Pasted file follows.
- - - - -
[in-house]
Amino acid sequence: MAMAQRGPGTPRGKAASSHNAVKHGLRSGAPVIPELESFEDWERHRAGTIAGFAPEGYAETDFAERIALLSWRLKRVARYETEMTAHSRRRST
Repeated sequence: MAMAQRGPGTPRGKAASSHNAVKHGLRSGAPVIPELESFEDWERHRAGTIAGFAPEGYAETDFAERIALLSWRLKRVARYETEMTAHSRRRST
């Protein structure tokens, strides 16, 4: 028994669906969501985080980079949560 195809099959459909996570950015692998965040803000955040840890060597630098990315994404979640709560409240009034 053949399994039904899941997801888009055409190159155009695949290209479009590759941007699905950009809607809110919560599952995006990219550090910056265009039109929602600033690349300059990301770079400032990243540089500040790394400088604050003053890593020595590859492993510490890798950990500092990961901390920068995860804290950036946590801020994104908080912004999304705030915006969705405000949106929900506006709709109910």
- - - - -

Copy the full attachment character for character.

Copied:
[in-house]
Amino acid sequence: MAMAQRGPGTPRGKAASSHNAVKHGLRSGAPVIPELESFEDWERHRAGTIAGFAPEGYAETDFAERIALLSWRLKRVARYETEMTAHSRRRST
Repeated sequence: MAMAQRGPGTPRGKAASSHNAVKHGLRSGAPVIPELESFEDWERHRAGTIAGFAPEGYAETDFAERIALLSWRLKRVARYETEMTAHSRRRST
């Protein structure tokens, strides 16, 4: 028994669906969501985080980079949560 195809099959459909996570950015692998965040803000955040840890060597630098990315994404979640709560409240009034 053949399994039904899941997801888009055409190159155009695949290209479009590759941007699905950009809607809110919560599952995006990219550090910056265009039109929602600033690349300059990301770079400032990243540089500040790394400088604050003053890593020595590859492993510490890798950990500092990961901390920068995860804290950036946590801020994104908080912004999304705030915006969705405000949106929900506006709709109910």